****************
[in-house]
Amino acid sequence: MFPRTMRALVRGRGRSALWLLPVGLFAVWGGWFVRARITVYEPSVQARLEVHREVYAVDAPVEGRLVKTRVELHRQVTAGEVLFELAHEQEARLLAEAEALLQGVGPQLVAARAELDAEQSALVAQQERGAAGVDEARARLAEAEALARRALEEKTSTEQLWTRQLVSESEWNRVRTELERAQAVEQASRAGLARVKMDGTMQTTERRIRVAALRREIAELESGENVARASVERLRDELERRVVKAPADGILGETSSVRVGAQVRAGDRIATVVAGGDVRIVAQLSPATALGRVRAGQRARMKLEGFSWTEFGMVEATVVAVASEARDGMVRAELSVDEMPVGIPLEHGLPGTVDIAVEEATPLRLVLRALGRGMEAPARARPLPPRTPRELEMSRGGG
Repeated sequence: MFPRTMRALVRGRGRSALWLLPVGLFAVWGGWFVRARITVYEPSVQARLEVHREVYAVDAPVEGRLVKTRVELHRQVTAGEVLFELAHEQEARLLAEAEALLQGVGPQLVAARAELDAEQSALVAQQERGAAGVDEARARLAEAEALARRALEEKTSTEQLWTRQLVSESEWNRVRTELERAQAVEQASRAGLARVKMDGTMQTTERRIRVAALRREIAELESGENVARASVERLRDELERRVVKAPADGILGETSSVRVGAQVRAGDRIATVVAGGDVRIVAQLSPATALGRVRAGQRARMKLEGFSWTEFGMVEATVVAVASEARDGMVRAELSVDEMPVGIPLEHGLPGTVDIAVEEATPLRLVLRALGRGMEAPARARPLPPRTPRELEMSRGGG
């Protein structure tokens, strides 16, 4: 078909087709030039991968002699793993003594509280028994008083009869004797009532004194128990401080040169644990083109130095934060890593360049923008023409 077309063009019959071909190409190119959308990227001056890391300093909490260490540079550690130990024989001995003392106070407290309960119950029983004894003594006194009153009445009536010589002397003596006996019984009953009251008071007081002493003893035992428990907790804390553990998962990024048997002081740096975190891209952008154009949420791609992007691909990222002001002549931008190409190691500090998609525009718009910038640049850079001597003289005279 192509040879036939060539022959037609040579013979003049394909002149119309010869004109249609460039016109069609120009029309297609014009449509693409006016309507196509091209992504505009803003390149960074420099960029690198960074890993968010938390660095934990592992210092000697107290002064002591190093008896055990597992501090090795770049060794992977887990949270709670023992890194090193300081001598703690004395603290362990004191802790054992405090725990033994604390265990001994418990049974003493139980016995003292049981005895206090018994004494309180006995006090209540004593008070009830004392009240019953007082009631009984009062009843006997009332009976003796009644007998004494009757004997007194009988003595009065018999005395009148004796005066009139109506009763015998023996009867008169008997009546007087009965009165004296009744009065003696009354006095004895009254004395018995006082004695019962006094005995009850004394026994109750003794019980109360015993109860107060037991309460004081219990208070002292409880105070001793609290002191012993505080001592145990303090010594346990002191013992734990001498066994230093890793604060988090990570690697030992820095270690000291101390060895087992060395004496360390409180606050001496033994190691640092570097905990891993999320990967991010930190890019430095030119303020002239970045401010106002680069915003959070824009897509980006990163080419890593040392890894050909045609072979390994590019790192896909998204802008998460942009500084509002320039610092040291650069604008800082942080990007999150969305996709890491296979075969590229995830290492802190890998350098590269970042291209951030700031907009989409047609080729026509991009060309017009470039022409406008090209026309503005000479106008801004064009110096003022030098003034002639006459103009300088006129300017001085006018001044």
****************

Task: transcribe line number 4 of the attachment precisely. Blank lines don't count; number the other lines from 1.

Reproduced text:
């Protein structure tokens, strides 16, 4: 078909087709030039991968002699793993003594509280028994008083009869004797009532004194128990401080040169644990083109130095934060890593360049923008023409 077309063009019959071909190409190119959308990227001056890391300093909490260490540079550690130990024989001995003392106070407290309960119950029983004894003594006194009153009445009536010589002397003596006996019984009953009251008071007081002493003893035992428990907790804390553990998962990024048997002081740096975190891209952008154009949420791609992007691909990222002001002549931008190409190691500090998609525009718009910038640049850079001597003289005279 192509040879036939060539022959037609040579013979003049394909002149119309010869004109249609460039016109069609120009029309297609014009449509693409006016309507196509091209992504505009803003390149960074420099960029690198960074890993968010938390660095934990592992210092000697107290002064002591190093008896055990597992501090090795770049060794992977887990949270709670023992890194090193300081001598703690004395603290362990004191802790054992405090725990033994604390265990001994418990049974003493139980016995003292049981005895206090018994004494309180006995006090209540004593008070009830004392009240019953007082009631009984009062009843006997009332009976003796009644007998004494009757004997007194009988003595009065018999005395009148004796005066009139109506009763015998023996009867008169008997009546007087009965009165004296009744009065003696009354006095004895009254004395018995006082004695019962006094005995009850004394026994109750003794019980109360015993109860107060037991309460004081219990208070002292409880105070001793609290002191012993505080001592145990303090010594346990002191013992734990001498066994230093890793604060988090990570690697030992820095270690000291101390060895087992060395004496360390409180606050001496033994190691640092570097905990891993999320990967991010930190890019430095030119303020002239970045401010106002680069915003959070824009897509980006990163080419890593040392890894050909045609072979390994590019790192896909998204802008998460942009500084509002320039610092040291650069604008800082942080990007999150969305996709890491296979075969590229995830290492802190890998350098590269970042291209951030700031907009989409047609080729026509991009060309017009470039022409406008090209026309503005000479106008801004064009110096003022030098003034002639006459103009300088006129300017001085006018001044």